Sarah's Story: Culture Shock
Before travelling to the Marshall Islands, Sarah felt unprepared for her journey. The first months living abroad were the hardest of her life. She was overwhelmed by the heat, the poverty, and her living conditions. She also felt constantly "exposed," missing the anonymity on the street that she enjoyed in America. Over time, she came to stop wanting to change things that she could not and to recognize and appreciate the relationships that became to be an essential part of her experience there.
To be mindful is to be fully engaged in the present moment. It involves intention, acceptance, non-judgment and gentle curiosity.
Mindful Attention fosters self-awareness, regulation and flexibility. Mindfulness means being fully present in the moment, with a curious, non-judgmental stance. There are many ways to practice mindfulness, this video provides a brief guide..
Get into a comfortable but alert position, begin to focus on your body and notice your breathing. Notice how effortlessly your lungs expand and empty themselves of air.
Now, bring your attention to your senses, particularly your sight and describe five things you can see around you. Try to avoid labeling or judging these things, but simply describe them in shapes, colors and distance.
Now notice four things you can hear, again not labeling or judging, or but describing. Continue to describe three things you can touch or feel; perhaps its your body in a chair, your hair or temperature of the room. Now think of two things you can smell, and finally one thing you can taste.
Reflection focuses on taking the big picture into account. To be reflective is to have a balanced perspective of the past and present, as well as thinking about opportunities for future change.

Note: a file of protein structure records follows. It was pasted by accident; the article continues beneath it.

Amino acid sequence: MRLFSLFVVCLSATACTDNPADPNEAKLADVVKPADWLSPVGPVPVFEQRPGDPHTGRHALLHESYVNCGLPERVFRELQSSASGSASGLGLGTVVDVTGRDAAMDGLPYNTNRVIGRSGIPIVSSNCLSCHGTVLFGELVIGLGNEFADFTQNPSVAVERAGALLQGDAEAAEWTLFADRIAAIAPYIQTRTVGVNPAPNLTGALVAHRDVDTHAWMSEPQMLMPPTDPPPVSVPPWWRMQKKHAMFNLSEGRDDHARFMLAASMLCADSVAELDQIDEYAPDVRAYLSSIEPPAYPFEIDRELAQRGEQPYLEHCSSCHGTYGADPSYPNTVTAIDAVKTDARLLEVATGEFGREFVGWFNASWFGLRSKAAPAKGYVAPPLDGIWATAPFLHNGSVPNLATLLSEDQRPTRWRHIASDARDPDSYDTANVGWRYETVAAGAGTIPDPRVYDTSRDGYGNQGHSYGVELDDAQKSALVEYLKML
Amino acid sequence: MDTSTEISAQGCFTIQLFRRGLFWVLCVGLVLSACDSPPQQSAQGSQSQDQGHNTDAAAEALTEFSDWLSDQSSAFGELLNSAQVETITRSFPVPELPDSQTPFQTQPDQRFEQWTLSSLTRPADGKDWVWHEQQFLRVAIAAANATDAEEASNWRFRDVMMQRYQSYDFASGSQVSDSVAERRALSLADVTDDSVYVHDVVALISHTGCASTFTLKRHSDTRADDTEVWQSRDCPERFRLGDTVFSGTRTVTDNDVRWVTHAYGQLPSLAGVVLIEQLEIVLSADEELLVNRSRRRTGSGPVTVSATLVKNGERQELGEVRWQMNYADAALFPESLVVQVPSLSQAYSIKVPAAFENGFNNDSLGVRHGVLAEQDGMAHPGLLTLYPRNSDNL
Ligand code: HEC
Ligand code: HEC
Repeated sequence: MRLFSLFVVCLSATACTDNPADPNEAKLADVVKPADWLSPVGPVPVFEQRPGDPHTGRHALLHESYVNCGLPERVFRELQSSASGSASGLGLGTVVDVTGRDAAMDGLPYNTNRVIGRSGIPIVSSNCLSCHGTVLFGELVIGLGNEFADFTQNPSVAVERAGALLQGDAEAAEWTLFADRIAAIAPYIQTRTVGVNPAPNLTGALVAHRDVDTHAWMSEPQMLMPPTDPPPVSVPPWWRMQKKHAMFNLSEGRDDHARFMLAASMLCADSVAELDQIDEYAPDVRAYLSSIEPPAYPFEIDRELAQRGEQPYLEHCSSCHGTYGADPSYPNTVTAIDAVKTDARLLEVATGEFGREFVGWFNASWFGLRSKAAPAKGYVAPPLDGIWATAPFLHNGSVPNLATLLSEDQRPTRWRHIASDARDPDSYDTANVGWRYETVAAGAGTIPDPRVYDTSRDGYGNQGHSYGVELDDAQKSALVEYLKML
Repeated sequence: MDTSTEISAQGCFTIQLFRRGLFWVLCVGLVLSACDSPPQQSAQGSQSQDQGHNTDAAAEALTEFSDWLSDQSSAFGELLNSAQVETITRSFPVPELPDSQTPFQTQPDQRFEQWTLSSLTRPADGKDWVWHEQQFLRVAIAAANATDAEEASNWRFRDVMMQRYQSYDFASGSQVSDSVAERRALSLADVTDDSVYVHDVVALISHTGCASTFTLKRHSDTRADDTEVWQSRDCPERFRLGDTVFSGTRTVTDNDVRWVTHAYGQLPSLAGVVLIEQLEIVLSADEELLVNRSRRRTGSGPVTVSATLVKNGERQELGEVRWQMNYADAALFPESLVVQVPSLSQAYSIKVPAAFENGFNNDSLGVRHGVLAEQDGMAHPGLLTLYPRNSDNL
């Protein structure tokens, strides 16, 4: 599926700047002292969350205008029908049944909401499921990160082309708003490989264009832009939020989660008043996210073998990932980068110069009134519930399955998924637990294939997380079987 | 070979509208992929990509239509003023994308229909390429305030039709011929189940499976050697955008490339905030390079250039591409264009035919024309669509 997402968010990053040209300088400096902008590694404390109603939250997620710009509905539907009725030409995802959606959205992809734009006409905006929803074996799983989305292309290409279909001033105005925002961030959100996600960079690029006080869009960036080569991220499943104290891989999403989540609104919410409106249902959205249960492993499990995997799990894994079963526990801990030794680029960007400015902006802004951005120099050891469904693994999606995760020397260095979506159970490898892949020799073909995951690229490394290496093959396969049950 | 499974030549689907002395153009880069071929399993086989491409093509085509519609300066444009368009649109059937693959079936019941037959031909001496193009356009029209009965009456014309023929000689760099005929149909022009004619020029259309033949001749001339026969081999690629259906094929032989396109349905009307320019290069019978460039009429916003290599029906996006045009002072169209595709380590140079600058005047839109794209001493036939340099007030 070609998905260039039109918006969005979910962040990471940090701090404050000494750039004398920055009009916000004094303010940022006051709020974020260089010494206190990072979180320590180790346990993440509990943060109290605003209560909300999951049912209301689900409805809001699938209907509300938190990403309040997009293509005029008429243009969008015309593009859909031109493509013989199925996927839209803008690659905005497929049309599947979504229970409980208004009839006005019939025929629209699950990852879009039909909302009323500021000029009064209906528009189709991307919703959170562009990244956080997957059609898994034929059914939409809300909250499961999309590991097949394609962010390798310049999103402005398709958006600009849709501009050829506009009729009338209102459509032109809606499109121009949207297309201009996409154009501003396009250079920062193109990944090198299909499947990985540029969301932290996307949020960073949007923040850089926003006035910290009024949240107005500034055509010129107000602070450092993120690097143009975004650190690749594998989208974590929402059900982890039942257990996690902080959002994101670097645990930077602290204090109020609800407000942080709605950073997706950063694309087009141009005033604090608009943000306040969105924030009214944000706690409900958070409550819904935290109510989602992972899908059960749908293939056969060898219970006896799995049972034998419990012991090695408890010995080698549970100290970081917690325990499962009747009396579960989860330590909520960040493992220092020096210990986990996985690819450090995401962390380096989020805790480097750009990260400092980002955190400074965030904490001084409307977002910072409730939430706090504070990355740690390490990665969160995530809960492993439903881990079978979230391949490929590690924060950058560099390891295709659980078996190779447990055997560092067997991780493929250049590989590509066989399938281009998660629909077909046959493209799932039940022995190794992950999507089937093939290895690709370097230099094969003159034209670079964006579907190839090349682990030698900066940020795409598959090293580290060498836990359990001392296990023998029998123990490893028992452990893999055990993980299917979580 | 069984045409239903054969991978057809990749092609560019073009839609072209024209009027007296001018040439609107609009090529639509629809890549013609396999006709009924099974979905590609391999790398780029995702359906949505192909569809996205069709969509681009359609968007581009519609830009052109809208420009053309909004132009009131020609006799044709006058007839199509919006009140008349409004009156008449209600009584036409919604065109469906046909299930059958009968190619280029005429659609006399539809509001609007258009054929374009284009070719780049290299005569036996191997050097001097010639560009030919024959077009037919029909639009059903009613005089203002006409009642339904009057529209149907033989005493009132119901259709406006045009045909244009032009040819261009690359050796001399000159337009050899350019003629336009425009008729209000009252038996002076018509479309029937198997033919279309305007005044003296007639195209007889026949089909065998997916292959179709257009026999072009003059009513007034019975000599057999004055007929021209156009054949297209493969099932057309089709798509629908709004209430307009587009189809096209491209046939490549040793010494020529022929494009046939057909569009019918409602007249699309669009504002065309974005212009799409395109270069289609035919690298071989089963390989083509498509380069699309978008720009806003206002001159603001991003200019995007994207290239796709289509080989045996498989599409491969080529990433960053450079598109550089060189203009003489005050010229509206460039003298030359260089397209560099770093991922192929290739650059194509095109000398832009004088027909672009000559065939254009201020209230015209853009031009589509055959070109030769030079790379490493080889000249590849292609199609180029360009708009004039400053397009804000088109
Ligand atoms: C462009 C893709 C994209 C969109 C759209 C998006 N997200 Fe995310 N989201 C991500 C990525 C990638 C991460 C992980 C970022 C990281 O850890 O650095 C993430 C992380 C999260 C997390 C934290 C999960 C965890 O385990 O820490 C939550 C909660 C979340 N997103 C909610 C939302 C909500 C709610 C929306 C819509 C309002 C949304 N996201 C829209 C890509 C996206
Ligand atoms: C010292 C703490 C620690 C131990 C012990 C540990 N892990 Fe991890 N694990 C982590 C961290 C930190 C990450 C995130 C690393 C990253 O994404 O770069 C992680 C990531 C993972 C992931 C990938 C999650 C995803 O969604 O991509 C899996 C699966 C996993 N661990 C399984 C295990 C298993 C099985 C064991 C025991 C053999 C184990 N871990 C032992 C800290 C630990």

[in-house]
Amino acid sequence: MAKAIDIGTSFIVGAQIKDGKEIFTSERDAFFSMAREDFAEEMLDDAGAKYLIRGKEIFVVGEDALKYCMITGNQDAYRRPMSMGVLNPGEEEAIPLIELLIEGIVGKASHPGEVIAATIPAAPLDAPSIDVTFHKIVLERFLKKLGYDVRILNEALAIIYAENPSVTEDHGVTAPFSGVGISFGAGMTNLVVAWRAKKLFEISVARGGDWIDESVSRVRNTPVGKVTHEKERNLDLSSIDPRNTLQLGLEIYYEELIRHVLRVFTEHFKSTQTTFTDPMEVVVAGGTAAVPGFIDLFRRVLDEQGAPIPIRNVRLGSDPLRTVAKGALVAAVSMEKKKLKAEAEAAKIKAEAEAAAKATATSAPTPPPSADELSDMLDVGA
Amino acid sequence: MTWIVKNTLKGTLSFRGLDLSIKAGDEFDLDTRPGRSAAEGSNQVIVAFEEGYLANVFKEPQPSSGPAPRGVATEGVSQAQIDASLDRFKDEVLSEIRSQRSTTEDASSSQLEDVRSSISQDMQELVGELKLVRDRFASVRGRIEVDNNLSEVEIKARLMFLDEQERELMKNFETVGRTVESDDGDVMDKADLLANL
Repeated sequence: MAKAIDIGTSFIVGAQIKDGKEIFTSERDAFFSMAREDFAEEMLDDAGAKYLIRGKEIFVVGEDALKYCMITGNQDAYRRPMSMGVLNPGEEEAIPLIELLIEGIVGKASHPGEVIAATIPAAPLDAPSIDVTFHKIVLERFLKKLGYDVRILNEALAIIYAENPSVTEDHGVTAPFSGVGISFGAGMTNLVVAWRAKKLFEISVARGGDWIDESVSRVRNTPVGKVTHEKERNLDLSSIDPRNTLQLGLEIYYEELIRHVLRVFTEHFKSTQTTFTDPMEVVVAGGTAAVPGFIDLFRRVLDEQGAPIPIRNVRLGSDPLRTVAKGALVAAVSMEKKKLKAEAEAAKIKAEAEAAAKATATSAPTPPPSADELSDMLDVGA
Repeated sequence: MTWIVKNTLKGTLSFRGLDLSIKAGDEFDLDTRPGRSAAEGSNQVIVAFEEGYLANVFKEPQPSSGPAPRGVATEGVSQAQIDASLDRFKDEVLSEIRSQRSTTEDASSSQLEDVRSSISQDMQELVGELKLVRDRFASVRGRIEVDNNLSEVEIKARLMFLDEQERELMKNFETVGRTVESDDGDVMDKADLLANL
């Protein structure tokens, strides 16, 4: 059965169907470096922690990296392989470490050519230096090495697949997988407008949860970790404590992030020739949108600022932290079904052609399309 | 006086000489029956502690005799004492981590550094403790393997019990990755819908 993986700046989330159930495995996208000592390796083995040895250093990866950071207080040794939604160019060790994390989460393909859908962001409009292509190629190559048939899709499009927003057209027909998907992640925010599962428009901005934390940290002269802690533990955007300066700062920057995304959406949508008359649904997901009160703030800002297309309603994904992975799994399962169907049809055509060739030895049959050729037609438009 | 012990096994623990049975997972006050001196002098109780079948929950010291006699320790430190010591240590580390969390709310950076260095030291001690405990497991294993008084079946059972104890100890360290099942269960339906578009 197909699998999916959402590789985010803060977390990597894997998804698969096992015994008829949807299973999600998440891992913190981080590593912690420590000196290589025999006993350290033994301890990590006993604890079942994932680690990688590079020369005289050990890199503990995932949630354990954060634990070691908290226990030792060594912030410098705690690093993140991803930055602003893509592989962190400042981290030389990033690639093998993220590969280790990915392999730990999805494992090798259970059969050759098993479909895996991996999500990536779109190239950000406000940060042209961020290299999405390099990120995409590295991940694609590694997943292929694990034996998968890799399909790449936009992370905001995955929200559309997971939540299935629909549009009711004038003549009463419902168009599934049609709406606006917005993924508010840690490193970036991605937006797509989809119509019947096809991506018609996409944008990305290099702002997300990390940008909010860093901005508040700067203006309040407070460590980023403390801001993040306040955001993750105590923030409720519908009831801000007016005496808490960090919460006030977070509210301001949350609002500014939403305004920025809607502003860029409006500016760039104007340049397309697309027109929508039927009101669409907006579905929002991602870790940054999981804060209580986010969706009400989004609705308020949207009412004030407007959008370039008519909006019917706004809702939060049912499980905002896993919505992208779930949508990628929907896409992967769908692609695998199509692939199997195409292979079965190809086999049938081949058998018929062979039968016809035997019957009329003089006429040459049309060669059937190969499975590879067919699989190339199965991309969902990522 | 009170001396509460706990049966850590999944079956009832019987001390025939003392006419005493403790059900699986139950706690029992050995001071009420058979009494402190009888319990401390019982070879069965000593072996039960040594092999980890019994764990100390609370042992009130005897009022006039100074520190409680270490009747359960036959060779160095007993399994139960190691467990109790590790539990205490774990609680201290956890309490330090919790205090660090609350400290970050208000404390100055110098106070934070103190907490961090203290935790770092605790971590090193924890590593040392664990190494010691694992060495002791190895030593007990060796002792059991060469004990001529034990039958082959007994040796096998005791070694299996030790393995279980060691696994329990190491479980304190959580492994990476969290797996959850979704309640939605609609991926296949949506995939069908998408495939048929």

Reflection fosters optimism, flexibility and connectedness. Reflection allows for balanced thinking and the possibility to problem solve.
Holding in mind the thoughts and feelings that you may be struggling with; reflect upon both the positive and negative aspects of an event as well as the impact of your internal experiences of this event to help you gain perspective. What can learn from this experience?
- What is in my control and what is not?
- Is it helpful for me to be thinking the thoughts I am thinking?
- Is there any other way to see this situation?
- What would I say to friend in the same position?
What am I wanting to change? What are all my possible options? Is this a current problem, or a potential problem?
Can I implement any of these strategies and evaluate their effectiveness?
Values are guiding principles that each person has to choose for themselves. Values-based action requires an awareness of personal values as well as an intention to commit to those values, despite difficulties.
Values-based action fosters flexibility, awareness, regulation, connection and optimism. Instead of reacting to our own thoughts and feelings; it can be used with the other skills to help us respond in a way that is in accordance with our values.
When we take time to reflect, understand and defuse from distressing experience; we realize that we have a choice to how we can respond in accordance with our values. Your values are not goals to be attained, but guiding principles that help us ground our present experiences in chosen behaviors. It requires reflection and mindfulness.
What do want this experience to stand for, what do you want to stand for? How are my emotions telling me to react, what are my gut instincts? What's getting in the way?
Am I willing to experience discomfort in service of my values? Can I defuse from these enough to choose to react in a values consistent way? How does I choose this way of responding? How can this choice change the trajectory?